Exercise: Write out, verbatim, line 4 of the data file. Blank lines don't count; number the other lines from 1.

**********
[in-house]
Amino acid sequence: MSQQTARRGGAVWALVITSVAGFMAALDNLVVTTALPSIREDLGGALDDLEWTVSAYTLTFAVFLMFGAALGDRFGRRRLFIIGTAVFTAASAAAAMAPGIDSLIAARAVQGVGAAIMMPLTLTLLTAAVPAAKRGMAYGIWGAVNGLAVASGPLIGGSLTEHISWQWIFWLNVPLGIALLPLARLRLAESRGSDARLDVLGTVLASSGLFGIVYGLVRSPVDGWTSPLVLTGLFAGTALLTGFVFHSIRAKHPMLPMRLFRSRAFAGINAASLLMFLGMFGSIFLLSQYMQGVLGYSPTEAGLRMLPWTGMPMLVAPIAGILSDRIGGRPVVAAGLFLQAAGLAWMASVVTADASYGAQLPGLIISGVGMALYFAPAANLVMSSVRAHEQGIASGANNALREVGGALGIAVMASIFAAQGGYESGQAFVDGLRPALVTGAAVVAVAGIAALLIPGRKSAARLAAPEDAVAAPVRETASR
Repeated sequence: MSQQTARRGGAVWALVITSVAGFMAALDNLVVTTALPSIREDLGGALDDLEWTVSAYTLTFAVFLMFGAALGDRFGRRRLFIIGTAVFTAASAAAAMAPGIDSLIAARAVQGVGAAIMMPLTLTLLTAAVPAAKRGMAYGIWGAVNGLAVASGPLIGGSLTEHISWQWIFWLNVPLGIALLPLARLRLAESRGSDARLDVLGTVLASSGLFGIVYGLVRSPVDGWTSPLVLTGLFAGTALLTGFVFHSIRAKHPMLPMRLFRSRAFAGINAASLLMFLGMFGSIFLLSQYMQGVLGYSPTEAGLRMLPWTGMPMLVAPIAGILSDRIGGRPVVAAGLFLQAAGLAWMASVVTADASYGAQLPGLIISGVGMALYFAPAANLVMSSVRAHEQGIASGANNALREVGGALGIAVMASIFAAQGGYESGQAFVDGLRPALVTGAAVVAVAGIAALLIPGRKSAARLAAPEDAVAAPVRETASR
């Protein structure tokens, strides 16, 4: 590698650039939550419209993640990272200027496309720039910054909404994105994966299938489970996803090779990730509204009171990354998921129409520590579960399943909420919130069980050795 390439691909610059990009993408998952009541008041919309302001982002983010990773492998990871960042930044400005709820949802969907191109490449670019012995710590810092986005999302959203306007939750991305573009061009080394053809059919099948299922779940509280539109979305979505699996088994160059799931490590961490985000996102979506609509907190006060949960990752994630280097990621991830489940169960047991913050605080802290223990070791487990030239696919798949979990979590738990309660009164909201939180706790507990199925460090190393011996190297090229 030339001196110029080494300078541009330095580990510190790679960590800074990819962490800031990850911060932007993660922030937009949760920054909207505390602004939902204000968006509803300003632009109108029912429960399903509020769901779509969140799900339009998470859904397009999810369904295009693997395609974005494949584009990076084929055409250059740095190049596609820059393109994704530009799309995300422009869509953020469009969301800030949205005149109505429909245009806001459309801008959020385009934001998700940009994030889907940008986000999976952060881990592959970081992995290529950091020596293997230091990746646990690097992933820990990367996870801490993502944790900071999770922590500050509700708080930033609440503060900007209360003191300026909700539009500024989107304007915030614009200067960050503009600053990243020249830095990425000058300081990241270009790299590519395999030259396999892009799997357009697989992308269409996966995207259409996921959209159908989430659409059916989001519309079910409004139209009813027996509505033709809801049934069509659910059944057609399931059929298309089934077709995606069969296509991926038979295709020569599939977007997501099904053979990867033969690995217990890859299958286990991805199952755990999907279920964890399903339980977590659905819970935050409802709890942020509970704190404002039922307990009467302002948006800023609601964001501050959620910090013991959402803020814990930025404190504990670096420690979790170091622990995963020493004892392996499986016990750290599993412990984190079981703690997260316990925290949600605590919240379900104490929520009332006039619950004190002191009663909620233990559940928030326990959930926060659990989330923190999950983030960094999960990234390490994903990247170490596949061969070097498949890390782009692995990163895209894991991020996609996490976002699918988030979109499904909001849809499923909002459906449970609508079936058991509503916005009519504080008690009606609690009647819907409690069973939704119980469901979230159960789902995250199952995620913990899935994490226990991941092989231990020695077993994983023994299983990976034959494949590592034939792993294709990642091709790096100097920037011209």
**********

């Protein structure tokens, strides 16, 4: 590698650039939550419209993640990272200027496309720039910054909404994105994966299938489970996803090779990730509204009171990354998921129409520590579960399943909420919130069980050795 390439691909610059990009993408998952009541008041919309302001982002983010990773492998990871960042930044400005709820949802969907191109490449670019012995710590810092986005999302959203306007939750991305573009061009080394053809059919099948299922779940509280539109979305979505699996088994160059799931490590961490985000996102979506609509907190006060949960990752994630280097990621991830489940169960047991913050605080802290223990070791487990030239696919798949979990979590738990309660009164909201939180706790507990199925460090190393011996190297090229 030339001196110029080494300078541009330095580990510190790679960590800074990819962490800031990850911060932007993660922030937009949760920054909207505390602004939902204000968006509803300003632009109108029912429960399903509020769901779509969140799900339009998470859904397009999810369904295009693997395609974005494949584009990076084929055409250059740095190049596609820059393109994704530009799309995300422009869509953020469009969301800030949205005149109505429909245009806001459309801008959020385009934001998700940009994030889907940008986000999976952060881990592959970081992995290529950091020596293997230091990746646990690097992933820990990367996870801490993502944790900071999770922590500050509700708080930033609440503060900007209360003191300026909700539009500024989107304007915030614009200067960050503009600053990243020249830095990425000058300081990241270009790299590519395999030259396999892009799997357009697989992308269409996966995207259409996921959209159908989430659409059916989001519309079910409004139209009813027996509505033709809801049934069509659910059944057609399931059929298309089934077709995606069969296509991926038979295709020569599939977007997501099904053979990867033969690995217990890859299958286990991805199952755990999907279920964890399903339980977590659905819970935050409802709890942020509970704190404002039922307990009467302002948006800023609601964001501050959620910090013991959402803020814990930025404190504990670096420690979790170091622990995963020493004892392996499986016990750290599993412990984190079981703690997260316990925290949600605590919240379900104490929520009332006039619950004190002191009663909620233990559940928030326990959930926060659990989330923190999950983030960094999960990234390490994903990247170490596949061969070097498949890390782009692995990163895209894991991020996609996490976002699918988030979109499904909001849809499923909002459906449970609508079936058991509503916005009519504080008690009606609690009647819907409690069973939704119980469901979230159960789902995250199952995620913990899935994490226990991941092989231990020695077993994983023994299983990976034959494949590592034939792993294709990642091709790096100097920037011209």